Quick tips on how to increase your credit score

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Richard Perry.

■ Richard Perry / The Hemet Car Guy

Greetings from The Hemet Car Guy!

Many people have credit challenges and everyone’s credit score can vary at any given time. For example, your credit score can depend on your current balances at the time your credit is run. My wife and I make every effort to pay off a charge on our card in full when the statement comes in. If we want to refinance our house or need a loan for ourselves or our business, the interest rate will be determined based on our credit rating. This is why we are protective of our credit rating.
Some people I know hire a credit repair company to work on their credit because they find it difficult. But in reality, it really doesn’t have to be. In fact, by knowing a few simple tips, you can improve your score and increase your chances of getting approved for loans at much lower interest rates. This will also improve your overall financial situation. Having a high credit score can go a long way in making many aspects of your life much easier.

Here is how to increase a poor or average credit score in a short amount of time:

Fix Credit Report Error: Did you know the Federal Trade Commission estimates that roughly five percent of all consumers have some type of error on their credit report? Many of these errors have negative impacts on credit scores and results in higher interest rates for consumers. However, by keeping tabs on your credit report, you can better identify when errors occur. Everyone has access to a free credit report every year from three of the country’s largest credit bureaus such as Experian, Equifax, and TransUnion. When you have your credit report in hand, look it over for any potential mistakes such as late payments that were actually paid on time or negative information that should no longer be listed on the report. If you find errors, don’t be afraid to dispute them. Who knows, maybe you’ll get them removed. If you do, your credit score will thank you.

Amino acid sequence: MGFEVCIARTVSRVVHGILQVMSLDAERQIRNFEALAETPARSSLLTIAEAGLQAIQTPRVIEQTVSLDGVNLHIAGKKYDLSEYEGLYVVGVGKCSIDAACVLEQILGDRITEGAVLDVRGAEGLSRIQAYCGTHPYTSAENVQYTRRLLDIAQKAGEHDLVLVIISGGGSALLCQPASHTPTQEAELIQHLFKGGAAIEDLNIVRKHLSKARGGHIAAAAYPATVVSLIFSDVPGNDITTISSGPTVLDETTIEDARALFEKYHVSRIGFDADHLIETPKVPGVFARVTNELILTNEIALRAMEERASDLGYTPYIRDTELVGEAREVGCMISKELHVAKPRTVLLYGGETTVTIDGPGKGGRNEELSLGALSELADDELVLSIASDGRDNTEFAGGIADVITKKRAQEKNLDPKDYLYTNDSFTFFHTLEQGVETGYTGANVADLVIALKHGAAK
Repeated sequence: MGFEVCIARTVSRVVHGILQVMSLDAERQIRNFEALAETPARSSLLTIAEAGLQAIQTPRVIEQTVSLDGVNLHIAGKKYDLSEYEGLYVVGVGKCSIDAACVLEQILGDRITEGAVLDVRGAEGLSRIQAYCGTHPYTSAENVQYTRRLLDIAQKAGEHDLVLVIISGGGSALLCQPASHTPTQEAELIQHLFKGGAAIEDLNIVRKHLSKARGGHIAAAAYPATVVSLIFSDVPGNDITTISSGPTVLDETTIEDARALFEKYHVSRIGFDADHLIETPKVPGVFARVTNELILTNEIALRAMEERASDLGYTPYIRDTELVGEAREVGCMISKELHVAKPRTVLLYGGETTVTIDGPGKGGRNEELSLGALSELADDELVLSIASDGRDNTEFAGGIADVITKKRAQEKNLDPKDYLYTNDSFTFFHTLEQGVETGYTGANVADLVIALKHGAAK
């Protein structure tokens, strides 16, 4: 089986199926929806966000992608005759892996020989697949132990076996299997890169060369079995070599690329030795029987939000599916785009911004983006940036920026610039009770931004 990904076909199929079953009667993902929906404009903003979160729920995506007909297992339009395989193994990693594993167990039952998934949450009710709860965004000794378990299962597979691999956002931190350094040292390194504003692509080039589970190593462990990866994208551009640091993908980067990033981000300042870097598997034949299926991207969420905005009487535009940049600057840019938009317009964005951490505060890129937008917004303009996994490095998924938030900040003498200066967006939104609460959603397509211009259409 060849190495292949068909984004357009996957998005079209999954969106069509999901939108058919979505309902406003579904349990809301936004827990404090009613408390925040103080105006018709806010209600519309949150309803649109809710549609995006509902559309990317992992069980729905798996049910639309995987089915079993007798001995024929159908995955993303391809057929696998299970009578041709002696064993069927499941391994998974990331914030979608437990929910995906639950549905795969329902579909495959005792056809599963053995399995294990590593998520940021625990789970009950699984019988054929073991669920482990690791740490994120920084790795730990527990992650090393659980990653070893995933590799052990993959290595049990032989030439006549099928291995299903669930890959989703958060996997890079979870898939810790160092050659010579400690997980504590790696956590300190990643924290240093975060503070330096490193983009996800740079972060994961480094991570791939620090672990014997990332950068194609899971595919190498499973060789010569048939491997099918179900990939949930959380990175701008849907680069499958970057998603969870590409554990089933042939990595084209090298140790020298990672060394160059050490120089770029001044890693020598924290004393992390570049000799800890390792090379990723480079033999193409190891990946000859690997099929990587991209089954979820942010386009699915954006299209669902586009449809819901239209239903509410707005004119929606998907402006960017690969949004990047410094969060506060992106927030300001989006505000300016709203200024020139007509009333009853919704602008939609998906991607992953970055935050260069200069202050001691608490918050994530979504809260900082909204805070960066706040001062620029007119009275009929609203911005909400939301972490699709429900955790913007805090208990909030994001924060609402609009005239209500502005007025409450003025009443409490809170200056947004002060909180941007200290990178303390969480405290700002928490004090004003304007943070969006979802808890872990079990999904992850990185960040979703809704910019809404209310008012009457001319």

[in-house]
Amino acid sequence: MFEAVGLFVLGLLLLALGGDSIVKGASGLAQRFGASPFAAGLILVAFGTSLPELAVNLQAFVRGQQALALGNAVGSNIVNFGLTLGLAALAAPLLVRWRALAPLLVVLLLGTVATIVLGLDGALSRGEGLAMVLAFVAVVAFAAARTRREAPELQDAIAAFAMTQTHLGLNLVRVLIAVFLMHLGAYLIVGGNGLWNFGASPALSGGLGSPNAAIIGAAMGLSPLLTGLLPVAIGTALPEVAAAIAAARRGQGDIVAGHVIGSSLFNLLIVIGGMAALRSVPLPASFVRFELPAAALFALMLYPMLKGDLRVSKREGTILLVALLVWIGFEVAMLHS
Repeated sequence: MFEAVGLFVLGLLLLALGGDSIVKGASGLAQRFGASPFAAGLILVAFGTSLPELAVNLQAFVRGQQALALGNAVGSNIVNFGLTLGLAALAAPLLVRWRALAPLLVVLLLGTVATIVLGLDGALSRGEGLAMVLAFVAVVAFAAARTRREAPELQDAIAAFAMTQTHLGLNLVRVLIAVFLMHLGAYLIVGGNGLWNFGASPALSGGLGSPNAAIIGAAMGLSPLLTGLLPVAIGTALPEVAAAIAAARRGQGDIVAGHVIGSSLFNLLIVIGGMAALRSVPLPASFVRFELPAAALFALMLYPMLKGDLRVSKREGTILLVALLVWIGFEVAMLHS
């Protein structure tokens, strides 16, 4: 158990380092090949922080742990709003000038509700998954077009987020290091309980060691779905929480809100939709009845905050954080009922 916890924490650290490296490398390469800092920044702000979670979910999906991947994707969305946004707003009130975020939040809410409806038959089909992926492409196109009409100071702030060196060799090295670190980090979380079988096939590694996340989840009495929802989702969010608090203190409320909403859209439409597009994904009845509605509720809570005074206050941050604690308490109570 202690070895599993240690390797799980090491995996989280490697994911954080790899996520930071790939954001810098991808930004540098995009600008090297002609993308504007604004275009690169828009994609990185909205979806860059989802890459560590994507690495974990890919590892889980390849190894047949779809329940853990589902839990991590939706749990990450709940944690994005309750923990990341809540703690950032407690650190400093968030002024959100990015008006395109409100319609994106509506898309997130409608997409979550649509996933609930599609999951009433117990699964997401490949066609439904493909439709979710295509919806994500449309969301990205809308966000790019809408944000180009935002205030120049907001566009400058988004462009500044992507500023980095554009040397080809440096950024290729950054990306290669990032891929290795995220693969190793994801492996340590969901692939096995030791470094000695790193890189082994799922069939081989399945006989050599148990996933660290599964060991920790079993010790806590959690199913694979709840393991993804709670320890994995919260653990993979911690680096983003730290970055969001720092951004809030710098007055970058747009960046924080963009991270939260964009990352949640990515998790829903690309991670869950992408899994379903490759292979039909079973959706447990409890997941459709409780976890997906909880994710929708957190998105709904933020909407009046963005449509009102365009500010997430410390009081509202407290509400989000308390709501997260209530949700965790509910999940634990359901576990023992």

Be Mindful of Your Credit Utilization: Credit utilization refers to the amount of credit limit you use on any given credit card. Many consumers aren’t fully aware that having high credit utilization can drastically impact your credit score, and not in a good way. Because of this, many financial professionals advise consumers to try and keep their credit utilization at 30 percent or less of their credit limits. To help manage the credit utilization, you can:

• Make a series of small payments throughout the month on your credit cards to keep the balances low.
• Request credit limit increases. If you do this, make sure to ask your credit card company to do so without making a hard credit inquiry because that can cause your score to temporarily decrease.
• Pay down balances on your cards that have the highest utilization before paying down others.
• Consider consolidating your debt to either eliminate or reduce your card balances. This will effectively lower your utilization.

Get on Top of Past-Due Payments: You can try the above-mentioned tips, but if you’re not making timely payments, you probably won’t see much of an improvement in your credit score. Like it or not, payment history matters and is the biggest influence on your credit score. With all this said, if you’re behind on payments, now is the time to bring your accounts up to date.

Hope this helps. If you want to know more don’t hesitate to stop by and mention the Valley Chronicle.

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